Comfort's gleeful 'S/HE' takes stick to stereotypes

October 19, 1994|By J.L. Conklin | J.L. Conklin,Special to The Sun

Baltimore has a tradition of being a place where Broadway-bound productions came to hone their shows, where companies can get the kinks out in front of an audience. In keeping with this tradition, New York choreographer Jane Comfort brought her work-in-progress, "S/HE," to Towson State University over the weekend.

"S/HE" is scheduled to open in in January at the Joyce Theater in New York.

While billed a work-in-progress, Ms. Comfort's 90-minute piece -- presented Saturday night as part of the school's New Performance Project -- felt nearly complete in content. There were a few rough spots, but Ms. Comfort and her seven dancers imaginatively and dramatically explored the impact of our gender-biased cultural expectations. Even if Ms. Comfort didn't give us any answers, she posed thought-provoking questions about our prejudices.

Beginning with a duet (a rap lip-sync number that needs work as it was difficult to understand the words), "S/HE" sets the theme. The man in the piece is Ms. Comfort and the woman is Andre Shoals. When they remove their hair pieces and costumes to reveal their true genders, the effect was anticipated yet still surprising.

Role and race reversal are the main motifs. Using gender-based postures and gestures, the dancers cross dance as well as cross dress. The men daintily cross their legs, the women open theirs. Macho struts and wiggle walks magnify and evolve into movements of flamenco and fighting, mixed both choreographically and physically.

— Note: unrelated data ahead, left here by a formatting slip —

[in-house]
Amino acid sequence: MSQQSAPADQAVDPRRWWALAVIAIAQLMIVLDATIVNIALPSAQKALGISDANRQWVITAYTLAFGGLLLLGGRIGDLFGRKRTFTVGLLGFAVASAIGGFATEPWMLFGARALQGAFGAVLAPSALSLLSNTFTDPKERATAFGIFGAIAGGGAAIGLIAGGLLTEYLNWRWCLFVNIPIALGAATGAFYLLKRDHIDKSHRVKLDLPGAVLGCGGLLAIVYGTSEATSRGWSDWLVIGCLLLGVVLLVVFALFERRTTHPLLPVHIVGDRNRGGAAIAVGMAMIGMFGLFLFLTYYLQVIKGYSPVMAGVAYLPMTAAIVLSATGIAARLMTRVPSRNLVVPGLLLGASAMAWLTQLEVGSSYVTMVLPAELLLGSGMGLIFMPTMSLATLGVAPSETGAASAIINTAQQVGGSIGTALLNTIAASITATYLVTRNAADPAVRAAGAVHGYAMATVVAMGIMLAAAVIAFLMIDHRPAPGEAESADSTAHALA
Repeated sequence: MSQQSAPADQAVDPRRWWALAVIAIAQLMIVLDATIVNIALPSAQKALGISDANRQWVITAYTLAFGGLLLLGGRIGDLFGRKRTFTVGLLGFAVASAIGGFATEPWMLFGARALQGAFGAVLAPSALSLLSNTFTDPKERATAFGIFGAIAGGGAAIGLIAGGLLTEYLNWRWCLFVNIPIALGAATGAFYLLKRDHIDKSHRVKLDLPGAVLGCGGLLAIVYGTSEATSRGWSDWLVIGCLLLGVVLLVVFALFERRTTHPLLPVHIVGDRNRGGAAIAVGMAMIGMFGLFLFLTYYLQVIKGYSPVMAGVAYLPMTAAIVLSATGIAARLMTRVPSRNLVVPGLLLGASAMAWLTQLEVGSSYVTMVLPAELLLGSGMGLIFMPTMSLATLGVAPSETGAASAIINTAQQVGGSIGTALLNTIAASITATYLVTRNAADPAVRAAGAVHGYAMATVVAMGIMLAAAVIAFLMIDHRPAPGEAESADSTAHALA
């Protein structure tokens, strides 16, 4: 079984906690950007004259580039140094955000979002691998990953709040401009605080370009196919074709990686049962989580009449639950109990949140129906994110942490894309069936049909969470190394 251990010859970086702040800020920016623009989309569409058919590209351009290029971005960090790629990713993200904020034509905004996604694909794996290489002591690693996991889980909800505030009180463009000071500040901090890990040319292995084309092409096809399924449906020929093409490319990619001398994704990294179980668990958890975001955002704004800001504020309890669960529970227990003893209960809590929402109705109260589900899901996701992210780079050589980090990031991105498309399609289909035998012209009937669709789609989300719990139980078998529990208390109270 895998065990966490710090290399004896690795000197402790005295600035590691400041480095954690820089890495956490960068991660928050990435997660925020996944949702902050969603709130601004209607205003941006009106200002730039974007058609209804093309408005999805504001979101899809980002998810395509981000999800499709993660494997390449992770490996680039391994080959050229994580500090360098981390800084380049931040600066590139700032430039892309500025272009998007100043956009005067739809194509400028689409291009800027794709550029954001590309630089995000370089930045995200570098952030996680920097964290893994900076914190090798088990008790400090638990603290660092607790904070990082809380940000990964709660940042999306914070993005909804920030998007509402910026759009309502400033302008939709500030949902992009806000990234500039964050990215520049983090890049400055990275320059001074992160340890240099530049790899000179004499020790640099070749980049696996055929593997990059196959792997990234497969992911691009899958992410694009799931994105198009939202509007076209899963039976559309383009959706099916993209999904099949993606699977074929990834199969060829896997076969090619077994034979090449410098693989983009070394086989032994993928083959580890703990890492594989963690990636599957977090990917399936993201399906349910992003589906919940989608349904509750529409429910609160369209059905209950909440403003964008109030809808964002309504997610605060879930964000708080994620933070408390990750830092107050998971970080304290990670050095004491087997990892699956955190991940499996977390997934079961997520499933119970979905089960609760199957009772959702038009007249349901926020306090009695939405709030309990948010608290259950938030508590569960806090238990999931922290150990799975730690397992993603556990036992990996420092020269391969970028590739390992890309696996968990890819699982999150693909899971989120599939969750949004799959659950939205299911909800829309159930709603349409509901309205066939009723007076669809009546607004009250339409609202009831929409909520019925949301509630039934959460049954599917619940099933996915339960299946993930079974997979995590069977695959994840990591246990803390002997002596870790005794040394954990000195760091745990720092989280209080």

The following sections zeroed in on images seen in advertising, but Ms. Comfort's vision is Madison Avenue's nightmare. A nude man posed seductively on a couch, another wore panty hose. In an 11 o'clock Coke break a woman removes her shirt. And the Wonderbra is transformed into the Wonderjock. The concepts become ludicrous.

But Ms. Comfort's stronger sections deal with today's hot issues: spouse abuse, job discrimination, sexual harassment. The audience sympathizes with the oppressed -- whether it was a visibly pregnant Joseph Ritsch, who loses his job and is abused by his wife (Nancy Alfaro), or Mr. Anita Hill (Mr. Ritsch), who is plucked naked by a chorus of stomping senators.

Ms. Comfort uses movement as metaphor, supporting or subverting her accompanying music and text. She selects a waltz when the boss tells Mr. Ritsch of the corporate dead-end job, a square dance for a harried dinner scene, rhythmic unison stepping to show the mindset of the senators. "S/HE" gleefully clashes stereotypes, and the resulting dissonance is as exciting as it is disturbing.

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